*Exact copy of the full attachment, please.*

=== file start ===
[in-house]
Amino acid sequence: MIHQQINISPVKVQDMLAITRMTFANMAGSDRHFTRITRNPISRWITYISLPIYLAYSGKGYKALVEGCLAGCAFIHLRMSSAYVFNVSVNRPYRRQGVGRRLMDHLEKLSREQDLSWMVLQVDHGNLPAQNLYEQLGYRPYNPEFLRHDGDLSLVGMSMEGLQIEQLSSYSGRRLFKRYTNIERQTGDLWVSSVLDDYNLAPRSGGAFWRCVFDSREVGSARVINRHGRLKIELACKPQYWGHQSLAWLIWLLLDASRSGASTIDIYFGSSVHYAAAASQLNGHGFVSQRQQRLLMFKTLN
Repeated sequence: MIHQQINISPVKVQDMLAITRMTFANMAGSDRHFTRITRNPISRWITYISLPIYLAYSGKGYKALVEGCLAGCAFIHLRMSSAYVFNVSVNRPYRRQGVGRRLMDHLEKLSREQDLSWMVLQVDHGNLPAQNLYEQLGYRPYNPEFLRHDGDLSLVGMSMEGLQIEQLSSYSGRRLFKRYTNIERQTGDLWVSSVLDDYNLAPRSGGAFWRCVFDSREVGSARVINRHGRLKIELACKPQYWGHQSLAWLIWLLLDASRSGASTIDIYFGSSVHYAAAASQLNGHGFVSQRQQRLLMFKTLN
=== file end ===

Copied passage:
[in-house]
Amino acid sequence: MIHQQINISPVKVQDMLAITRMTFANMAGSDRHFTRITRNPISRWITYISLPIYLAYSGKGYKALVEGCLAGCAFIHLRMSSAYVFNVSVNRPYRRQGVGRRLMDHLEKLSREQDLSWMVLQVDHGNLPAQNLYEQLGYRPYNPEFLRHDGDLSLVGMSMEGLQIEQLSSYSGRRLFKRYTNIERQTGDLWVSSVLDDYNLAPRSGGAFWRCVFDSREVGSARVINRHGRLKIELACKPQYWGHQSLAWLIWLLLDASRSGASTIDIYFGSSVHYAAAASQLNGHGFVSQRQQRLLMFKTLN
Repeated sequence: MIHQQINISPVKVQDMLAITRMTFANMAGSDRHFTRITRNPISRWITYISLPIYLAYSGKGYKALVEGCLAGCAFIHLRMSSAYVFNVSVNRPYRRQGVGRRLMDHLEKLSREQDLSWMVLQVDHGNLPAQNLYEQLGYRPYNPEFLRHDGDLSLVGMSMEGLQIEQLSSYSGRRLFKRYTNIERQTGDLWVSSVLDDYNLAPRSGGAFWRCVFDSREVGSARVINRHGRLKIELACKPQYWGHQSLAWLIWLLLDASRSGASTIDIYFGSSVHYAAAASQLNGHGFVSQRQQRLLMFKTLN